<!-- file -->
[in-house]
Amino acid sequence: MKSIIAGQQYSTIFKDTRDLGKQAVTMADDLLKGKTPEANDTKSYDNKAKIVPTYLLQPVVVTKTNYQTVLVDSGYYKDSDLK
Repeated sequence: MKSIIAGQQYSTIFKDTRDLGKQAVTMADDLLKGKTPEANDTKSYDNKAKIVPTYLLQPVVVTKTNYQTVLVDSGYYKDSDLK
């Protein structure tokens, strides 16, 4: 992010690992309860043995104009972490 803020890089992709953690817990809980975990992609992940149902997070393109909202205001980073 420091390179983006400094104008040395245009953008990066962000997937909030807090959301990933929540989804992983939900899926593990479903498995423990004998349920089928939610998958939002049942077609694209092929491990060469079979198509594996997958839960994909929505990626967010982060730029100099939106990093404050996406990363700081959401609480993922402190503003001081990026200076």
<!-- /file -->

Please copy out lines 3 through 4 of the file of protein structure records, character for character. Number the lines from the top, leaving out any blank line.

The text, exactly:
Repeated sequence: MKSIIAGQQYSTIFKDTRDLGKQAVTMADDLLKGKTPEANDTKSYDNKAKIVPTYLLQPVVVTKTNYQTVLVDSGYYKDSDLK
């Protein structure tokens, strides 16, 4: 992010690992309860043995104009972490 803020890089992709953690817990809980975990992609992940149902997070393109909202205001980073 420091390179983006400094104008040395245009953008990066962000997937909030807090959301990933929540989804992983939900899926593990479903498995423990004998349920089928939610998958939002049942077609694209092929491990060469079979198509594996997958839960994909929505990626967010982060730029100099939106990093404050996406990363700081959401609480993922402190503003001081990026200076």